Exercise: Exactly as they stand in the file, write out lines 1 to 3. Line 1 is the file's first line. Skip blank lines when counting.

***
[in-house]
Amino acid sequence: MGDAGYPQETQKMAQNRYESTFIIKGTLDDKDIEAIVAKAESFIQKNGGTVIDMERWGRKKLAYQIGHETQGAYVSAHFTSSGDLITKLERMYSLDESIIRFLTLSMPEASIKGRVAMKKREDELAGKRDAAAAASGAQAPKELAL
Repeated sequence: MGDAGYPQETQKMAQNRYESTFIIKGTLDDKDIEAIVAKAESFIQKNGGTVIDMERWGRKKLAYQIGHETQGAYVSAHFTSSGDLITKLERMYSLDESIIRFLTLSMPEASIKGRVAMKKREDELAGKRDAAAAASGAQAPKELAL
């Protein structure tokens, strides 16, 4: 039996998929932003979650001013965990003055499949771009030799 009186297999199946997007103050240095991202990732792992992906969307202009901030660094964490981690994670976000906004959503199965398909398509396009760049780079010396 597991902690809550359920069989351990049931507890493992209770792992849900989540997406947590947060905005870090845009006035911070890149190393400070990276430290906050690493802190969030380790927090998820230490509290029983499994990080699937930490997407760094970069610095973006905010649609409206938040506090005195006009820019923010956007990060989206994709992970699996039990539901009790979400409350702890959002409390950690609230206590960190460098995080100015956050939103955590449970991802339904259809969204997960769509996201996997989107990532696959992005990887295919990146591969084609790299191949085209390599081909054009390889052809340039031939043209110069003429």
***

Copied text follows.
[in-house]
Amino acid sequence: MGDAGYPQETQKMAQNRYESTFIIKGTLDDKDIEAIVAKAESFIQKNGGTVIDMERWGRKKLAYQIGHETQGAYVSAHFTSSGDLITKLERMYSLDESIIRFLTLSMPEASIKGRVAMKKREDELAGKRDAAAAASGAQAPKELAL
Repeated sequence: MGDAGYPQETQKMAQNRYESTFIIKGTLDDKDIEAIVAKAESFIQKNGGTVIDMERWGRKKLAYQIGHETQGAYVSAHFTSSGDLITKLERMYSLDESIIRFLTLSMPEASIKGRVAMKKREDELAGKRDAAAAASGAQAPKELAL